There are plenty of factors that contribute to a healthy and happy childhood, including exercise, spending time outdoors, and having a healthy and balanced diet. However, while many of us know that our children need to eat well, our kids frequently seem to have other ideas. That’s why it’s important that you take steps that’ll push them in the right direction. This will be good for them in childhood and into adulthood; studies have shown that people who eat well when they’re younger take those habits into their later years. Below, we take a look at a few tried and tested tips for helping your kids to think smart about food.
Make Dinner an Occasion
We know, we know: life can get pretty busy from time to time, and it’s not always possible to have a sitdown meal with your loved ones. But the nights when it’s a quick dinner ‘on the fly’ should be the exception, not the rule. Spending some time cooking a meal and then eating it together should not be considered a chore; it should be one of life’s pleasures! In so doing, your kids will understand the value of getting together to share food and eat well.
Of course, it’s all good and well getting your kids to appreciate dinnertime, but if the meals aren’t delicious, then they might not have as big an impact on their long-lasting relationship with food as you’d like. As such, it’s worthwhile looking up some delicious meals which help your children to develop an appreciation for high-quality food. Not only will improving your culinary skills make dinner time more enjoyable, but you might also just find that you unveil a new passion inside you! To get things started on a delicious and healthy front, take a look at making a filling and wholesome meal, such as turkey stuffing casserole. You’ll have fun making it, and the family will definitely enjoy eating it.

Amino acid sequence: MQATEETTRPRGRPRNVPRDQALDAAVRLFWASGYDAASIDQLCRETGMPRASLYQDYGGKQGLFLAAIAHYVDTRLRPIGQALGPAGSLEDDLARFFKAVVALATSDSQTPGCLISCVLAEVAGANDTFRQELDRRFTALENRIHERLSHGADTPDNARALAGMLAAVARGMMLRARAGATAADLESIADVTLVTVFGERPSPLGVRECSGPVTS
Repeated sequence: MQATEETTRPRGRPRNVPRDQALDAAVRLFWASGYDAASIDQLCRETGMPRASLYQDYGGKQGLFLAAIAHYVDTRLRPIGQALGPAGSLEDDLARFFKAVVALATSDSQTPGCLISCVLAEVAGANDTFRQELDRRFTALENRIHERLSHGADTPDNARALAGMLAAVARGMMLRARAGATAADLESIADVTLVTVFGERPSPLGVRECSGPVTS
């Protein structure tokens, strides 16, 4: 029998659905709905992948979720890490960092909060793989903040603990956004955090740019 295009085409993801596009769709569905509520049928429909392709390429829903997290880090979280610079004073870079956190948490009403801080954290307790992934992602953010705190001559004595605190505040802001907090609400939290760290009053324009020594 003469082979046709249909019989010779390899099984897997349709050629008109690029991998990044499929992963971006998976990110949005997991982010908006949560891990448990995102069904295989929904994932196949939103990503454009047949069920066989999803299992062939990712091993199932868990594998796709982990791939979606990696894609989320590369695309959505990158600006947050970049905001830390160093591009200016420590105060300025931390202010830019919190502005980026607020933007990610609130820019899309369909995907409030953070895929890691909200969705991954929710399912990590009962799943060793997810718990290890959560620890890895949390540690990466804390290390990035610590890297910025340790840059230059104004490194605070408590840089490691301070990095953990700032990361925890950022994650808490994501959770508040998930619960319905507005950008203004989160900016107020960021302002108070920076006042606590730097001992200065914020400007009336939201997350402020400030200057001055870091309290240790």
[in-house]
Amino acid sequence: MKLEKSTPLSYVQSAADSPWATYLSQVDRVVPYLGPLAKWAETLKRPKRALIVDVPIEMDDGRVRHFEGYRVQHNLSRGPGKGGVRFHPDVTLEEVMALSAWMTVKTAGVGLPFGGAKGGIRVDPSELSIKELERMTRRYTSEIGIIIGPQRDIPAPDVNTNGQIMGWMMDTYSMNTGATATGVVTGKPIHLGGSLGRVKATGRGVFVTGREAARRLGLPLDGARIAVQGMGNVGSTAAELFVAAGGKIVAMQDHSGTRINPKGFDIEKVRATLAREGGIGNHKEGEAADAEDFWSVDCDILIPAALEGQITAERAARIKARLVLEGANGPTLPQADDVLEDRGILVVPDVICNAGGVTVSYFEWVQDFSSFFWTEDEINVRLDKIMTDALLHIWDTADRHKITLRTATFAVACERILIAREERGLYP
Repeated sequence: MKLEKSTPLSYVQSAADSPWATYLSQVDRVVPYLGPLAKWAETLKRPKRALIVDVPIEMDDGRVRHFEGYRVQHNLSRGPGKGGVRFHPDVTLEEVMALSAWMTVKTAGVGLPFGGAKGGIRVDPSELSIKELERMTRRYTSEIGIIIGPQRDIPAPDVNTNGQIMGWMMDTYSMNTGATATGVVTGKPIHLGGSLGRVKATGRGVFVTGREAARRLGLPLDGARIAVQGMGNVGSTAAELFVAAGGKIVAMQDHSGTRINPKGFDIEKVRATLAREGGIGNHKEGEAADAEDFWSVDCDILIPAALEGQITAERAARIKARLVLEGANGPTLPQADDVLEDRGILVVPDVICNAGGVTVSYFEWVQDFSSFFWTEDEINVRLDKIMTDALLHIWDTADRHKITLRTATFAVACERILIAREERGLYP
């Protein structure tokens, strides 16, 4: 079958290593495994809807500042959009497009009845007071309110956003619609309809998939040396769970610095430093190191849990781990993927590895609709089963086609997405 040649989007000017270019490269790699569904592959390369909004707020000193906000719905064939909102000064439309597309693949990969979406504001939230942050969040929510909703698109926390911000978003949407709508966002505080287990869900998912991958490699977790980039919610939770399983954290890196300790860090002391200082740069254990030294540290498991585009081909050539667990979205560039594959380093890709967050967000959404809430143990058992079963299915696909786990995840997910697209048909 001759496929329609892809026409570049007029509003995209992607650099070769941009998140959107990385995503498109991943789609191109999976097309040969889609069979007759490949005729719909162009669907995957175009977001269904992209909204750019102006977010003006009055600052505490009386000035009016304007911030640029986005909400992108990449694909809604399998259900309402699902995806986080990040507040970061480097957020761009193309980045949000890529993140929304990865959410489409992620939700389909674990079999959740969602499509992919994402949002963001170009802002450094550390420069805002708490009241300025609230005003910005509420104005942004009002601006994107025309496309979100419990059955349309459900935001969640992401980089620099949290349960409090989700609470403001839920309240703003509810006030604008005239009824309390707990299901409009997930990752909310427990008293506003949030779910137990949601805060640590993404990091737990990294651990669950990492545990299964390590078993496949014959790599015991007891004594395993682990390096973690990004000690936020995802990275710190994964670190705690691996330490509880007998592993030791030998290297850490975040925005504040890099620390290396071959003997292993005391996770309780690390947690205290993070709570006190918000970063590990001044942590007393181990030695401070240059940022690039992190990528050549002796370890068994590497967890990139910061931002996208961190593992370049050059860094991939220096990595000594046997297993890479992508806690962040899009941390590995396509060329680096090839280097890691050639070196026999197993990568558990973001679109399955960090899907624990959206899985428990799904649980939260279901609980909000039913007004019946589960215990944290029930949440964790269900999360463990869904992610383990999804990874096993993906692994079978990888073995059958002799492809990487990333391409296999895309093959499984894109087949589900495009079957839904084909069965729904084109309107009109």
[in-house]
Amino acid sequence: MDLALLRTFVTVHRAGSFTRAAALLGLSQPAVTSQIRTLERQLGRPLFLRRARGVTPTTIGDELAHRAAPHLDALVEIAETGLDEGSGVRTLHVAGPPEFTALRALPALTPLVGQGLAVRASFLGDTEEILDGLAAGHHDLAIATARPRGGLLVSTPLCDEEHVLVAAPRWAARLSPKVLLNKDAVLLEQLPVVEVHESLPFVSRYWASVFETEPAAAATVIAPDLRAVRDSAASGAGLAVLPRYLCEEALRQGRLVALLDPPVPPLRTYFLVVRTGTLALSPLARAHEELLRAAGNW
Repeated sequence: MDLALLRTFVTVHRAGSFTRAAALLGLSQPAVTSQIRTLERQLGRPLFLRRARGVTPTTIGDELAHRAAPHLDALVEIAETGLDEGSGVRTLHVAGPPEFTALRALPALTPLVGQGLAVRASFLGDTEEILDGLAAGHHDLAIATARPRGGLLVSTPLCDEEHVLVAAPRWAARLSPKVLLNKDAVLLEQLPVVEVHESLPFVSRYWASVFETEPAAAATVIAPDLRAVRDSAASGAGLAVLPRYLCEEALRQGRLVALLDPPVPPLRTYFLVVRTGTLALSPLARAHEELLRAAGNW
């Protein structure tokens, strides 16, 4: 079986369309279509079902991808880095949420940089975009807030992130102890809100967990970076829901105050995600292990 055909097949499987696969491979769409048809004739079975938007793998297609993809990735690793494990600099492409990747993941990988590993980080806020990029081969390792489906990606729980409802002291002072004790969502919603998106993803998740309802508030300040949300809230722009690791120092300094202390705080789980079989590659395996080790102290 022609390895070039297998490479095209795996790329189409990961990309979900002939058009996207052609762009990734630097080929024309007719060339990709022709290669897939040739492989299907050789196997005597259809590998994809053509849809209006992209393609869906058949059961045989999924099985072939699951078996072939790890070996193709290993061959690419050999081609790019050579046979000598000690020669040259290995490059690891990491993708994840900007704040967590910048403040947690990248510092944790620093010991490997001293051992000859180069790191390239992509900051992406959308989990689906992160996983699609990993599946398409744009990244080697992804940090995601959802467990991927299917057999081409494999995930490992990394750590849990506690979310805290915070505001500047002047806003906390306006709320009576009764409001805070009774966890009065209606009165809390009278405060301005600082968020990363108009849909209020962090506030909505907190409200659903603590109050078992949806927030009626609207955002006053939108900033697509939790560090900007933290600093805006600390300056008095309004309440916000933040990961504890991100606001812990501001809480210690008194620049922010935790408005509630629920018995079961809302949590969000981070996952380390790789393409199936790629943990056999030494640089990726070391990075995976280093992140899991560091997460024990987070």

Helping in the Kitchen
Of course, if your kids are going to develop a healthy relationship with food, then it’s better if they have more than an abstract relationship with it (food just appears; they eat it). It’ll be better if they can experience food first-hand. One excellent way to do this is to get them involved in the kitchen. They can help prep some ingredients, hand you pots and pans, or simply keep you company. All the while, they’ll be gaining some much-needed knowledge about what needs to be done to make a healthy meal for multiple people. Plus, it’ll be some fine bonding time, too. You can give your children an even deeper understanding of the food process by setting up your own vegetable patch. There’s something really special about eating, say, carrots that you grew on your property.
Finally, as well as your meals, be sure to think about the snacks your kids are eating. There are healthy options for just about every traditional (and unhealthy) snack food that kids love to eat.